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|Articles - October 2012|
|Monday, September 24, 2012|
Page 1 of 2
BY LINDA BAKER
In 1971 Ulven Forging was a single company that forged hooks, shackles and logging tongs for timber harvesting. Forty years later, the Hubbard-based metal components manufacturer has evolved into The Ulven Companies, a family of four individual businesses catering to the oil and gas, maritime, and defense industries — as well as other markets that have a need for Ulven’s casting, forging, machining and rigging supplies.
In 2012 the Ulven group continues to grow and diversify. The companies already support an array of manufacturing capabilities, from traditional blacksmithing to robotic welding. Now Ulven executives are expanding physical-plant capacity and implementing new marketing and lean manufacturing initiatives. The goal is to become more efficient, help recruit top talent and develop new products for contemporary applications.
“We’ve had tremendous growth, but we lacked good organizational systems and processes,” says president Dan Ulven. Coupled with significant capital investments, the decision to streamline administrative and shop procedures is “generating great results,” he says, noting that in the past year and a half, the company has already boosted sales and “become more competitive.”
Located on 35 acres in Whiskey Hill, Ulven’s family-owned businesses consist of Ulven Forging, Skookum, Wolf Steel Foundry, and Houston Structures. Operating four companies as individual corporations allows Ulven to offer more manufacturing capabilities and product lines while also enabling efficiencies gained through vertical integration, Ulven says. The different companies also reflect Ulven’s strategy of acquiring niche businesses that allow the Ulven group to expand into new industries.
Wolf Steel, for example, was acquired in 1988, adding casting capabilities to the Ulven forging plant. Houston Structures specializes in engineered packages for suspension bridges; the company supplied the vertical cable assembly for the St. Johns and Sauvie Island bridges in the Portland metro area. Skookum, a former competitor founded in 1890, produces blocks and shackles for the offshore oil and gas and the defense industries.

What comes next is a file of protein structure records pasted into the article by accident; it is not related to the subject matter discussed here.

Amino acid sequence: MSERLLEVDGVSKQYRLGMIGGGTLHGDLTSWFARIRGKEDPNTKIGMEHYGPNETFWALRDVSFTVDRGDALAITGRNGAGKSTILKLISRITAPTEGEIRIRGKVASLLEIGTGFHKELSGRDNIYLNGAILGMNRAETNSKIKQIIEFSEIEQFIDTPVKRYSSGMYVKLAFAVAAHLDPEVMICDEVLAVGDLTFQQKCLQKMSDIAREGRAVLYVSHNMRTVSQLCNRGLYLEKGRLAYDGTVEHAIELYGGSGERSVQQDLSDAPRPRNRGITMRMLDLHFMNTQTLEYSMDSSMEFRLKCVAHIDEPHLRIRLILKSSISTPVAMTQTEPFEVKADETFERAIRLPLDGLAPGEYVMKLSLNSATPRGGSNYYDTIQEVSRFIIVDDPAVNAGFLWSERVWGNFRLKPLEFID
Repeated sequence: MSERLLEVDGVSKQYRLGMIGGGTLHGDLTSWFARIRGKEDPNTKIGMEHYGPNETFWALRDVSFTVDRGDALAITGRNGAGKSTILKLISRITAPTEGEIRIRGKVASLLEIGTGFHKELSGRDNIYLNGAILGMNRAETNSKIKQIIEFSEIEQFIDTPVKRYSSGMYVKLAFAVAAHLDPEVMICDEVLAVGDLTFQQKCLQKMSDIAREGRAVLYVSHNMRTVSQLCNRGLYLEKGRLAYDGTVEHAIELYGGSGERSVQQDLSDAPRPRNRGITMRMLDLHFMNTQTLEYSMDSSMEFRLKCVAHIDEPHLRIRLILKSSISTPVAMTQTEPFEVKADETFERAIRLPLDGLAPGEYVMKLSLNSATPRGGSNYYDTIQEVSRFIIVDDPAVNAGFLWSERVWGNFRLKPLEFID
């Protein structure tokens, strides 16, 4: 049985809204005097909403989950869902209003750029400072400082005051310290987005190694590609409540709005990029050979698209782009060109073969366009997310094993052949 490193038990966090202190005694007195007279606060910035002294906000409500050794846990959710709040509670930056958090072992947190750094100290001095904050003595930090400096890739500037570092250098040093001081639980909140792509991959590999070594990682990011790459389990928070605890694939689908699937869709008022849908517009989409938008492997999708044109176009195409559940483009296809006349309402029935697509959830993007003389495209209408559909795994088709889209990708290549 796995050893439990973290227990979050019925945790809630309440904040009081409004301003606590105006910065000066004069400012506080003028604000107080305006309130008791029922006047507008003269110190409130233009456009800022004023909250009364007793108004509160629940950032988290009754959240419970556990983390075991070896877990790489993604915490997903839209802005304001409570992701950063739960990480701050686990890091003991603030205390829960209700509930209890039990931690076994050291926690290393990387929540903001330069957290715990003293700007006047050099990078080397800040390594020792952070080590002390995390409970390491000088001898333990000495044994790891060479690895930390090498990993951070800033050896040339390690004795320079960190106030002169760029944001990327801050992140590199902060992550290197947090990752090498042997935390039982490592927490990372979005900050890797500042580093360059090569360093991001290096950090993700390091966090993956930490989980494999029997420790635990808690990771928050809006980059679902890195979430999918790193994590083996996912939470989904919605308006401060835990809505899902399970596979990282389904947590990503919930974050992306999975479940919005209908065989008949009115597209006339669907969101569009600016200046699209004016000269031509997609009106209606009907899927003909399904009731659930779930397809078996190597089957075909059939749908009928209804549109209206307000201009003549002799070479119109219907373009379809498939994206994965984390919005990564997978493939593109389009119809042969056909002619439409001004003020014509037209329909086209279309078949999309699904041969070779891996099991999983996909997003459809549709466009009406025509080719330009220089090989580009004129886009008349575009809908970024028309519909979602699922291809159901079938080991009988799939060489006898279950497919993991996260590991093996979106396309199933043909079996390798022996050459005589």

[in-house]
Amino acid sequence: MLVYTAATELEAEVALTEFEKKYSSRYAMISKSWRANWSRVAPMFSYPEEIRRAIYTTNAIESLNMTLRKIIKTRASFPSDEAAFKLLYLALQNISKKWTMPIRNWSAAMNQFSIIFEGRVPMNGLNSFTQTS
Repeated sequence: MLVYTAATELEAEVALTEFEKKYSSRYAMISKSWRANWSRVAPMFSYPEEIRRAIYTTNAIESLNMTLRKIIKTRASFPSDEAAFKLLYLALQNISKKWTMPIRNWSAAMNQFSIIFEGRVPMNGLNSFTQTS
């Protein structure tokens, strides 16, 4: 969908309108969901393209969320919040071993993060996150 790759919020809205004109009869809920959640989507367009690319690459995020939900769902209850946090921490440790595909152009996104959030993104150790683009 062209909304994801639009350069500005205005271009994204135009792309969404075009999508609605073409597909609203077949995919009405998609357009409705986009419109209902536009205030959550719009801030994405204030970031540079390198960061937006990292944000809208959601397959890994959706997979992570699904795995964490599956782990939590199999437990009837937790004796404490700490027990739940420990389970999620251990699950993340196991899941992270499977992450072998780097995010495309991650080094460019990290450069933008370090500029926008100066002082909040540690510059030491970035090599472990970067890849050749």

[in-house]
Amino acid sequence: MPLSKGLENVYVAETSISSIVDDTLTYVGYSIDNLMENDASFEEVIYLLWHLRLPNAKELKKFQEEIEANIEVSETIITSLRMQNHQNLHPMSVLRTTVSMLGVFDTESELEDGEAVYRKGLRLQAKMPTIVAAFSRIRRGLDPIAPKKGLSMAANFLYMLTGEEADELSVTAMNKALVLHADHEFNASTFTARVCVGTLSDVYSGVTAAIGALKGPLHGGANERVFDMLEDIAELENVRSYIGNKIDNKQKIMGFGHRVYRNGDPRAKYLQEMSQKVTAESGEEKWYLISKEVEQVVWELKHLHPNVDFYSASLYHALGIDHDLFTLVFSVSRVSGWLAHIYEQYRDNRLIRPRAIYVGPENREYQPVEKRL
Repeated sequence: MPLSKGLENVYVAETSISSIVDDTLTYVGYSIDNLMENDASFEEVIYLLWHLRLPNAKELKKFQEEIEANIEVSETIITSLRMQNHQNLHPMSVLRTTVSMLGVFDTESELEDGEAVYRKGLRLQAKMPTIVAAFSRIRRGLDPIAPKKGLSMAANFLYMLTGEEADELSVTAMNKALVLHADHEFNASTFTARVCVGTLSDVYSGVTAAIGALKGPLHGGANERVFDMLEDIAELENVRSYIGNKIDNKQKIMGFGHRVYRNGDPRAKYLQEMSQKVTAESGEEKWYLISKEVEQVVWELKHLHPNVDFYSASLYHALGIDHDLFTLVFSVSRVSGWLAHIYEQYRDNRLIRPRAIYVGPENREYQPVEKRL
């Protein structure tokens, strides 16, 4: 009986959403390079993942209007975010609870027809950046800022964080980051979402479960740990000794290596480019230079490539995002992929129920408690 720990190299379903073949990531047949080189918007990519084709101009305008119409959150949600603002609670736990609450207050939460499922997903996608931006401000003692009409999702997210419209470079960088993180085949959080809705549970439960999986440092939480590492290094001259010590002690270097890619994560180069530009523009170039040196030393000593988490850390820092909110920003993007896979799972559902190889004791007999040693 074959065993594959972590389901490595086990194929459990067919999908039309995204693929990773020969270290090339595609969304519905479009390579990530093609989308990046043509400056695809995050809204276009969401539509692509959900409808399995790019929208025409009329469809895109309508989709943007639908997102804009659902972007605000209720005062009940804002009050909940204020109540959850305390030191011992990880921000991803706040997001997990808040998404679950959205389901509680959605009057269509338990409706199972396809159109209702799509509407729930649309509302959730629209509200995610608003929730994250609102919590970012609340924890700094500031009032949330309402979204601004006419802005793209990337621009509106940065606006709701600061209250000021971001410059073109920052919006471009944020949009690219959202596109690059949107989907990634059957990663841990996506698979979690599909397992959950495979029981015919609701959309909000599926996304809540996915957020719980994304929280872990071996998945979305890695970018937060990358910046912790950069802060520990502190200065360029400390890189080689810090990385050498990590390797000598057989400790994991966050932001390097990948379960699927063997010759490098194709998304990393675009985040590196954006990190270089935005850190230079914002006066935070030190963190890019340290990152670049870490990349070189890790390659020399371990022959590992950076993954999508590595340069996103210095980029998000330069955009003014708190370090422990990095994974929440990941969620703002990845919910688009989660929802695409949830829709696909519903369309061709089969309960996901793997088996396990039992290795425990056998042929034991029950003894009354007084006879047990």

“Early in the company’s history, my father recognized the need to be diversified,” says Ulven, 39, who succeeded paternal company founder Andy Ulven as president two years ago. “Right now, the oil and gas markets are really strong, so we are focusing on that,” Ulven says. But when those markets enter a down cycle, Ulven will have other businesses to sell to. “Everything is countercyclical,” says Ulven.
Thursday, January 08, 2015
BY CAMBIA HEALTH SOLUTIONS & OREGON BUSINESS COUNCIL | OP-ED
Businesses have a significant stake in the health of Oregonians. In fact, we cannot succeed without it. By committing to using our companies as levers for good health, we invest in our people, our business, our quality of life and our economy.
Monday, January 26, 2015
BY JOE CORTRIGHT
"Nostalgia is not an economic strategy."
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They say maintaining a healthy marriage takes work. So does running a business with your spouse.
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BY NISHANT BHAJARIA | OP-ED CONTRIBUTOR
Startups in the growth phase are associated with a fresh infusion of capital — human and financial — a curiosity factor and products to disrupt the market and drive demand. Portland’s economy gives off the same aroma.
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Is your business ready to join us in the call for action? This opening panel includes Oregon businesses who will discuss why they signed the Oregon Climate Declaration, the investments they are making to reduce carbon emissions, and how their actions are affecting their companies.
Get ready for two days of special events produced with the EPA, Portland Timbers and ISOS before and after the GoGreen Conference on October 16.
hubbub health uses behavior change science to rethink wellness programs.
In Ashland, a public-private partnership results in online resources to help diversify the local economy.
How sports tourism is driving economic growth and making cities across Oregon a better place to live.
If you have given a former employee access to your company’s electronic information by virtue of assigning a desktop or laptop computer and you suspect he or she of having taken electronically stored data, there are several steps to follow to preserve electronic forensic evidence from spoliation.
The official launch will be Jan. 14.
In a switch on the traditional trade show, representatives from UO departments and local and state agencies will host tables to connect with businesses and vendors. The fourth Reverse Vendor Fair will take place Wednesday, Feb. 25, in Eugene.